Realizing from his own four children that in the marketplace today if virtual reality and video games are what kids want, then that’s the kind of strategic adaptation Lego would have to accomplish to return to profitability.
Here is another great example of how even the best brands can lose their position in the customer’s mind, but with the right plans and refocusing on the fundamentals; can be repositioned. Today Lego is a different company with new sizes and shapes of Lego pieces that kids can use to create Hollywood themes like Indiana Jones biplane to Darth Vader’s fighters, and others.
New concept stores are being opened where parents can bring children for classes with master builders, as well as have birthday parties. Next year, the first Lego board game will be introduced and its new virtual reality system, Lego Universe will be available on the Web where children can build toys from virtual bricks, and act out roles from Lego games. Video games are also available.
Even though there was a 5 percent drop in toy sales in the U.S. last year as well as the worst holiday season in 30 years, Lego’s sales grew 18.7 percent in 2008. And, in the midst of a global recession during the first half of 2009, Lego recorded a 23 percent increase in sales over the same period in 2008. Coincidentally, the company earned $355 million before taxes in 2008, and $178 million for the first 6 month of 2009.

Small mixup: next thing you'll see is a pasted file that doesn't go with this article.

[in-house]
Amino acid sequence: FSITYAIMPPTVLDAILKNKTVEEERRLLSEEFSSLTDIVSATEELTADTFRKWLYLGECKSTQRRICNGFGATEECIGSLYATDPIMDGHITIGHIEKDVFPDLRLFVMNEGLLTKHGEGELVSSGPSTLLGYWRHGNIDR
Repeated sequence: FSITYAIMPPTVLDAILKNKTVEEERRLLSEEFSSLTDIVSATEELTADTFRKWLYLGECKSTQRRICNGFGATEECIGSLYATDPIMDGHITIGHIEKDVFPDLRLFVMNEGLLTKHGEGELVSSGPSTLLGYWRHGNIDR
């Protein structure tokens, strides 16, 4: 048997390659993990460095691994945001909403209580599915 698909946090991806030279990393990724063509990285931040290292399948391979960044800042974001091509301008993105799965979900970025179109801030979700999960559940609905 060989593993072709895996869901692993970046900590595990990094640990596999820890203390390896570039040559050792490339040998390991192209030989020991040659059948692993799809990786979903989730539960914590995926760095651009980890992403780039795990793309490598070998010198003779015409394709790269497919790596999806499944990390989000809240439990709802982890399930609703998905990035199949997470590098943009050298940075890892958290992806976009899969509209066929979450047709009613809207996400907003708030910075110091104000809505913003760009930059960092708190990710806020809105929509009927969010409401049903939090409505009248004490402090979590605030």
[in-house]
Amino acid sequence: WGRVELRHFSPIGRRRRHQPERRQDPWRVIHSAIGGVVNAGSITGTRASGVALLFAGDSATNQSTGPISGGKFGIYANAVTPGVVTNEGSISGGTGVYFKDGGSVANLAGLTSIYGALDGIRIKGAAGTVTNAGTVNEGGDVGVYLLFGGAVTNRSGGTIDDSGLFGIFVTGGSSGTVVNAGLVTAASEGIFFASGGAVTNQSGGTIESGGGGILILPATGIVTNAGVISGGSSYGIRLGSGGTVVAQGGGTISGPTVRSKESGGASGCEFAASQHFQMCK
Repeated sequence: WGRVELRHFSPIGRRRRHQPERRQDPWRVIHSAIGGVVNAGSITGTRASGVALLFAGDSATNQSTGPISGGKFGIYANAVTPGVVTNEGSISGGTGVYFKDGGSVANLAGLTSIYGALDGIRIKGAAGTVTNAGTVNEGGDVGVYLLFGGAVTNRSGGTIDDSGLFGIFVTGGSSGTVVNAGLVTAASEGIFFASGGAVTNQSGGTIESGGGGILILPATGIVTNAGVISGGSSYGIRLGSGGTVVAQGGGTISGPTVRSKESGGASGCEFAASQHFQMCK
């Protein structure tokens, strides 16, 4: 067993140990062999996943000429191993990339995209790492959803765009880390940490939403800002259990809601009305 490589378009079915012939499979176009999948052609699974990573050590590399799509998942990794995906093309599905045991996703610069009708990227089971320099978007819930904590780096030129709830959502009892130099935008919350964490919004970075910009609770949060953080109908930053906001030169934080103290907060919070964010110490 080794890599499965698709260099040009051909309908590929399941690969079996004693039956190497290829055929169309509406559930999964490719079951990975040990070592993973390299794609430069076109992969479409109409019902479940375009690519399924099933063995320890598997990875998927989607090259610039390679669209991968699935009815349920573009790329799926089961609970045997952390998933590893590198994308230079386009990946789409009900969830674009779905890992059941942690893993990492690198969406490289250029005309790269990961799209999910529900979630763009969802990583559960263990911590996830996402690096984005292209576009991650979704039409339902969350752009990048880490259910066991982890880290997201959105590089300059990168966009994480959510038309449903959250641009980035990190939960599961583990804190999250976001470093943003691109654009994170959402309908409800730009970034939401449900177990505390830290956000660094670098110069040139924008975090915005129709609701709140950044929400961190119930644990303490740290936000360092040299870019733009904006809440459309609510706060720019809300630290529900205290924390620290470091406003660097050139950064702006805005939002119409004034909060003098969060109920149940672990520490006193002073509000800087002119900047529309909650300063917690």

During the same period sales have declined at the Lego’s two largest competitors, Hasbro and Mattel.
As a parent said, “the most exotic thing I could build as a kid with my Lego’s was an ambulance or truck, now my son can build the Death Star. I’m 41, and instead of playing computer games or watching TV, my son and I can now build something together with the new Lego”.
So my question to CEOs struggling to figure our what to do next because they have hit the wall is “when is the last time you talked to your customers, checked out what your competitors are doing, and took a serious look at how technology is changing your marketplace”?
If Frank Perdue changed the dynamics of his marketplace with a dead chicken, imagine what you can do with your products?
If you have hit the wall let’s start a dialogue on what can be done for your business – e me.
Bob Donnelly, is CEO of VAAS Americas, the U.S. unit of the Chennai, India based maker and distributor of industrial valves. A coach, educator, and advisor to founders/CEOs of growing firms, he is a serial entrepreneur, having started, grown and sold several technology based businesses. Earlier in his career he held senior management positions with IBM, Pfizer, and Exxon.
He has developed an online MBA program in Entrepreneurship for Rushmore University with managers from global firms enrolled in the program. Since 1998 he has served as a venture mentor at New York University’s Stern School of Business Berkeley Center for Entrepreneurial Studies, where he advises start-ups on business plan development, marketing strategy, and presentation skills.
He writes the online Entrepreneurial CEO column for Chief Executive.